If you have been contacted by the IRS requesting that you schedule an appointment to examine your compliance with the requirement to file FinCEN Report 114, Report of Foreign Bank and Financial Accounts (FBAR), an experienced legal and tax professional can help you satisfy all legal requirements and avoid any penalties for failure to comply with 31 U.S.C. § 5314.
Americans with money in foreign accounts must regularly report the details of these assets to the IRS or face serious consequences. Thus, taxpayers must meet their regular tax filing requirements and, if they have cash in financial accounts in foreign countries, must meet additional reporting requirements, such as filing an FBAR, as mandated by federal law.
April 17 is the deadline for filing a report of Foreign Bank and Financial Accounts with the Treasury’s Financial Crimes Enforcement Network. It is possible that the IRS may grant an extension until October 15. Individuals with foreign bank accounts must ensure they file FBARs contemporaneously with the filing of their federal income tax returns.
The federal government is taking a heavy-handed approach to Americans who violate the requirement to report foreign assets and file FBARs. The penalty for an intentional or willful failure to file an FBAR is significantly more than for any unintentional omission. Pursuant to 31 U.S.C. §5314, the FBAR willfulness penalty is the greater of $100,000 or 50% of the balance in the unreported foreign account at the time of the violation, and the maximum penalty for a nonwillful violation is $10,000.
Current case law may adversely affect any taxpayer asserting that the failure to comply was not willful. This is especially true as taxpayers have failed in several recent cases where courts upheld the maximum willfulness penalty and rejected a “reasonable cause” standard and, therefore, chose to forego the imposition of a lesser penalty or any assertion of the non-willfulness of the act. To prove a “willful” FBAR violation, the civil willfulness standard, which includes both knowing and reckless conduct, must be satisfied.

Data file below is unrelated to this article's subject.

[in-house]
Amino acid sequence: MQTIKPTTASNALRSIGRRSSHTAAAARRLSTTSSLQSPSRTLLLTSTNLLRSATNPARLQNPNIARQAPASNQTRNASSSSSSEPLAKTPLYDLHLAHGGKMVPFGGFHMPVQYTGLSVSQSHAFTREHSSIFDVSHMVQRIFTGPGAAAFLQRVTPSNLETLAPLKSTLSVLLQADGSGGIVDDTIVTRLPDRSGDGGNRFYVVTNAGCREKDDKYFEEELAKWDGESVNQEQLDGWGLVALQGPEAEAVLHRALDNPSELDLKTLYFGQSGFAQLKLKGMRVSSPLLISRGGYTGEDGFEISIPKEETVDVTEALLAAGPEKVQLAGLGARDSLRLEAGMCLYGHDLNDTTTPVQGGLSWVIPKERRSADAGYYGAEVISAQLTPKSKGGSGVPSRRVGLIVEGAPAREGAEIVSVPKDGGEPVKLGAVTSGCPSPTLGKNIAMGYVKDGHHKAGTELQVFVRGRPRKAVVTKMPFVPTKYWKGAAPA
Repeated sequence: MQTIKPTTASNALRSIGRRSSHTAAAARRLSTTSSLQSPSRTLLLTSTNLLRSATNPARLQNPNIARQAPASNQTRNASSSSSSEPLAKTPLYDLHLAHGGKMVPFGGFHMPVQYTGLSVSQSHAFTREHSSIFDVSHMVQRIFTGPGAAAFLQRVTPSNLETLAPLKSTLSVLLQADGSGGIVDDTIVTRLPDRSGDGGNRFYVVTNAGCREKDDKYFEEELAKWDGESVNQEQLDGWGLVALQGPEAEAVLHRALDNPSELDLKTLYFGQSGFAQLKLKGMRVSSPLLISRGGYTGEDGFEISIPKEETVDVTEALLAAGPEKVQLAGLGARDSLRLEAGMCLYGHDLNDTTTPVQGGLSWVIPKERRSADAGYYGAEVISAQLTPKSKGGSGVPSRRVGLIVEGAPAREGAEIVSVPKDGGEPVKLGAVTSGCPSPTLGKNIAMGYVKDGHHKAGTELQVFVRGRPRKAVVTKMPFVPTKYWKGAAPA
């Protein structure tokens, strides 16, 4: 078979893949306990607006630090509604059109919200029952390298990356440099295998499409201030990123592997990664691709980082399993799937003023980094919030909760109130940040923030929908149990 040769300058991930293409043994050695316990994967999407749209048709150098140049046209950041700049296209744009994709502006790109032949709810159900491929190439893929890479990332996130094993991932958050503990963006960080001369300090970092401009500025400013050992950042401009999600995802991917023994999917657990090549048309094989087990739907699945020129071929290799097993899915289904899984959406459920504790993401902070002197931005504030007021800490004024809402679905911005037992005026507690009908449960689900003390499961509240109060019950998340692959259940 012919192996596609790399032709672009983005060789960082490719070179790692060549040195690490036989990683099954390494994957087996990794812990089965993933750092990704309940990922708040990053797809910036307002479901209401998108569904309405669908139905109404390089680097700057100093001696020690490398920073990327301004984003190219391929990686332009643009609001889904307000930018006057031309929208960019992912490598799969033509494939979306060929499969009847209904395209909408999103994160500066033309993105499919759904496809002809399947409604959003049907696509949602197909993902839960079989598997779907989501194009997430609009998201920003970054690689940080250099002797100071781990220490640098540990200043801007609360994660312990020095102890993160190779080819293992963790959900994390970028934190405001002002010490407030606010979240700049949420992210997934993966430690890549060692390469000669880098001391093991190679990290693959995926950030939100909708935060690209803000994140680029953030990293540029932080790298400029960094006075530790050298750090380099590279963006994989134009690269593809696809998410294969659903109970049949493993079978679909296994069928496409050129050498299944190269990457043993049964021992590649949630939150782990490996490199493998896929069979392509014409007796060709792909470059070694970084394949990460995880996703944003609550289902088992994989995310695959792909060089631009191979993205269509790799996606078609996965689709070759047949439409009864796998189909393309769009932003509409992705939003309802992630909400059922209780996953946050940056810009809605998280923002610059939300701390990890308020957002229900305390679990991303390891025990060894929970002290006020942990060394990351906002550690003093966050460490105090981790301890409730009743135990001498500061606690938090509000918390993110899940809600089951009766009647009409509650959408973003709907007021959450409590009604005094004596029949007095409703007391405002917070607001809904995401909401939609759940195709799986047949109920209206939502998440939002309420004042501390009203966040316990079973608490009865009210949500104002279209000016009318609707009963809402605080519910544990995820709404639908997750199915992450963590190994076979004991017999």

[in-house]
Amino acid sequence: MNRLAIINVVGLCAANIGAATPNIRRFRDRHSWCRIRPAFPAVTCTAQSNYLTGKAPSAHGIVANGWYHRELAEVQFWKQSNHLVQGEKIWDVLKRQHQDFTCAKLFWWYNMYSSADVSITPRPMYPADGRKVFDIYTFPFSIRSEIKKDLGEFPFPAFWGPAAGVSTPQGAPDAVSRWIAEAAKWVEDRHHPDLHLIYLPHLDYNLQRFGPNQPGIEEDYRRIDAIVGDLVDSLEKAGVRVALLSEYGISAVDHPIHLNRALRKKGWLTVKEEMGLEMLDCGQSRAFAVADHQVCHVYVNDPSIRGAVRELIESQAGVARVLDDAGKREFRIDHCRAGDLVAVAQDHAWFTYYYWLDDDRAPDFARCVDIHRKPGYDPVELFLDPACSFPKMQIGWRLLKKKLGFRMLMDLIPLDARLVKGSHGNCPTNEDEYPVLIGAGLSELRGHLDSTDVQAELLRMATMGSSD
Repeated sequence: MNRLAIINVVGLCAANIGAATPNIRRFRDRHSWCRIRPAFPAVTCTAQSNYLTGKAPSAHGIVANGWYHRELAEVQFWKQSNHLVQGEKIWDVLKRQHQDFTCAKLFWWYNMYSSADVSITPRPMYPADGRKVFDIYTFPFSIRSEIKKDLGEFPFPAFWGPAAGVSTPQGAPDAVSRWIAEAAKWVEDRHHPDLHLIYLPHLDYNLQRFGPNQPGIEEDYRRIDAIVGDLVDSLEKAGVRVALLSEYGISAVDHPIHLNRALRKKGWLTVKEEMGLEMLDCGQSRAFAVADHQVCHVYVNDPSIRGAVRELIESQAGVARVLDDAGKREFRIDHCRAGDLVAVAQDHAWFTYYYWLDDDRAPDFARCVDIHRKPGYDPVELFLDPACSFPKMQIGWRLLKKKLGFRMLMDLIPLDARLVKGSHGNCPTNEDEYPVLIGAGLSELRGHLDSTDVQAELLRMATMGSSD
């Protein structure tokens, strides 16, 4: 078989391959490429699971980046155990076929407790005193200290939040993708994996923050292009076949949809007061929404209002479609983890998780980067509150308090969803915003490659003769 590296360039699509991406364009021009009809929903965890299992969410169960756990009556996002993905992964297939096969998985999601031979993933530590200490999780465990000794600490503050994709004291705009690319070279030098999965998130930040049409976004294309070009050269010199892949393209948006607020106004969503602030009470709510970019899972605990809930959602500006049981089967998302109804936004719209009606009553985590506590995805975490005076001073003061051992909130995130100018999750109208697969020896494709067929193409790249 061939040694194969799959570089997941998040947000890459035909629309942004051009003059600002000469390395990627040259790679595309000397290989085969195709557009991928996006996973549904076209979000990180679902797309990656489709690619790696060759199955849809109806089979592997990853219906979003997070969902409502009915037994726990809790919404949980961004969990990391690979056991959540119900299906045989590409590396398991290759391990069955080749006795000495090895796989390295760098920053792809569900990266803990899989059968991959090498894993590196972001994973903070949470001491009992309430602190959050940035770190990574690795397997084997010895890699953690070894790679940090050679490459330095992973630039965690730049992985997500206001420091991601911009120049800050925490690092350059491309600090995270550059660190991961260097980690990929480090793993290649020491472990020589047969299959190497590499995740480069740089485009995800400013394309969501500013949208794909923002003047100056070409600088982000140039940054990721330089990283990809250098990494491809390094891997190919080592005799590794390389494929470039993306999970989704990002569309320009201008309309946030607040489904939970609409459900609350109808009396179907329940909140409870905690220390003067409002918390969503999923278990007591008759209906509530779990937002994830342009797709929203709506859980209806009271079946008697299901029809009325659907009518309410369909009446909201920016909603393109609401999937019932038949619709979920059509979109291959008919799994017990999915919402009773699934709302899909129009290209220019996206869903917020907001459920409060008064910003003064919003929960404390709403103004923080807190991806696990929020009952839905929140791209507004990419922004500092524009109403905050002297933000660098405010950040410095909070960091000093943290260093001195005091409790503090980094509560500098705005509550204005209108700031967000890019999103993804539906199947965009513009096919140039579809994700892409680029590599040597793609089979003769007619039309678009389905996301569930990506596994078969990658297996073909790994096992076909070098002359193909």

However, current case law suggests that any taxpayer asserting ignorance of the law, i.e., not knowing about the foreign bank account reporting obligation, may this to be the equivalent of a willful violation.
Taxpayers must act proactively and disclose their foreign bank accounts to avoid any future contact by the IRS. Alternatively, anyone with unfiled foreign bank account reports or unreported income from offshore accounts should consult with an experienced legal and tax professional for proper advice and assistance meeting all legal requirements related to foreign accounts, including the late filing of FBARs.
If you need assistance meeting FBAR requirements, call The Gartzman Law Firm at (770) 939-7710.